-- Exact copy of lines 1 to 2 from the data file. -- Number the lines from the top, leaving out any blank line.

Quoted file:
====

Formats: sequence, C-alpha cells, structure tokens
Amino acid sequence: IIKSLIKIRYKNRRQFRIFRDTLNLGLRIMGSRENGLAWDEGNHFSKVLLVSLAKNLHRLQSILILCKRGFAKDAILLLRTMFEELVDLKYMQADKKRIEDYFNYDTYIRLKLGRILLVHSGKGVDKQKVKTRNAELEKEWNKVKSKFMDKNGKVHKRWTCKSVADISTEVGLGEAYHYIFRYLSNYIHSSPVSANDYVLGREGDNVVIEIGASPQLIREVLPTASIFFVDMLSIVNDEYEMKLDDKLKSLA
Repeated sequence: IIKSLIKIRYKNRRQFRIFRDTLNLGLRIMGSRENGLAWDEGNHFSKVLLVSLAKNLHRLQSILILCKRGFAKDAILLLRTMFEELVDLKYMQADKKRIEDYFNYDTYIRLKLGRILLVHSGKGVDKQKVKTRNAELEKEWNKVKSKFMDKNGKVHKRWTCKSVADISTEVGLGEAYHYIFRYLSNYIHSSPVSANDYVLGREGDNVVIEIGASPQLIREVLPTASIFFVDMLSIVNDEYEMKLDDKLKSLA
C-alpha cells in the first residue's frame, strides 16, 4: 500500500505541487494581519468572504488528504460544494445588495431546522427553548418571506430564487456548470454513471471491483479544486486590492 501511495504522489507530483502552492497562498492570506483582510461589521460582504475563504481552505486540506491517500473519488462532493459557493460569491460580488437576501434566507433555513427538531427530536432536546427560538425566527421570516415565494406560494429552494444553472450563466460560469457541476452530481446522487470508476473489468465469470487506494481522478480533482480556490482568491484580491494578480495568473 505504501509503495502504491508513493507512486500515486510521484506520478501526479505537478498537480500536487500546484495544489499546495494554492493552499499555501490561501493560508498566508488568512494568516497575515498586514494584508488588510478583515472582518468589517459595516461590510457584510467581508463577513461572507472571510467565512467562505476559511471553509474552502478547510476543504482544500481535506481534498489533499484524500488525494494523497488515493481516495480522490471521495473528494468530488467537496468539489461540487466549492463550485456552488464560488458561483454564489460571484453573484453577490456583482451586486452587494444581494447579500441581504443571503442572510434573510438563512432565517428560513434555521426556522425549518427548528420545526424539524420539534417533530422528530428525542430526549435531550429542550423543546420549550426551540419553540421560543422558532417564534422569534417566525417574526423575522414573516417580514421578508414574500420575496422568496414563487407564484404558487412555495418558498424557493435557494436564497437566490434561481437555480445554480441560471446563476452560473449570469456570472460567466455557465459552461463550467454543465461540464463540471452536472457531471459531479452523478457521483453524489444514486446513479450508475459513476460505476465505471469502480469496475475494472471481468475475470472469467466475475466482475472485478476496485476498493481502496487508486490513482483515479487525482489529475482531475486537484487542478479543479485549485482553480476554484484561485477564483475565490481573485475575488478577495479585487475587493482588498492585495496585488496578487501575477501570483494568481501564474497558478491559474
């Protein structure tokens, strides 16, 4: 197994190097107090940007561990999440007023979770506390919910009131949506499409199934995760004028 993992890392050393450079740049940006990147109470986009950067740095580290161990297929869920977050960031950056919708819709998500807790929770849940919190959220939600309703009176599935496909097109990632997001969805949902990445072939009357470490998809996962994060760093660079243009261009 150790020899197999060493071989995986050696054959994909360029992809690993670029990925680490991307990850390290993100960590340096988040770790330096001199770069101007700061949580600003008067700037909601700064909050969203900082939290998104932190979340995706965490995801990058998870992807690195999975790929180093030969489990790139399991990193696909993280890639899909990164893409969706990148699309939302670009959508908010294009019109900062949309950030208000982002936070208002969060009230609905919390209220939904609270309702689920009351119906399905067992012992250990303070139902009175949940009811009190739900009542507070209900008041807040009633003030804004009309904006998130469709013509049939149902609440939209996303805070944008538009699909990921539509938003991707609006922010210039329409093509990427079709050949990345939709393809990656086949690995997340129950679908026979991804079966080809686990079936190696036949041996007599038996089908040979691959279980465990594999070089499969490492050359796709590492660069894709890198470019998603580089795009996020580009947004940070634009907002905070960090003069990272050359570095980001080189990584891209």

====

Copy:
Formats: sequence, C-alpha cells, structure tokens
Amino acid sequence: IIKSLIKIRYKNRRQFRIFRDTLNLGLRIMGSRENGLAWDEGNHFSKVLLVSLAKNLHRLQSILILCKRGFAKDAILLLRTMFEELVDLKYMQADKKRIEDYFNYDTYIRLKLGRILLVHSGKGVDKQKVKTRNAELEKEWNKVKSKFMDKNGKVHKRWTCKSVADISTEVGLGEAYHYIFRYLSNYIHSSPVSANDYVLGREGDNVVIEIGASPQLIREVLPTASIFFVDMLSIVNDEYEMKLDDKLKSLA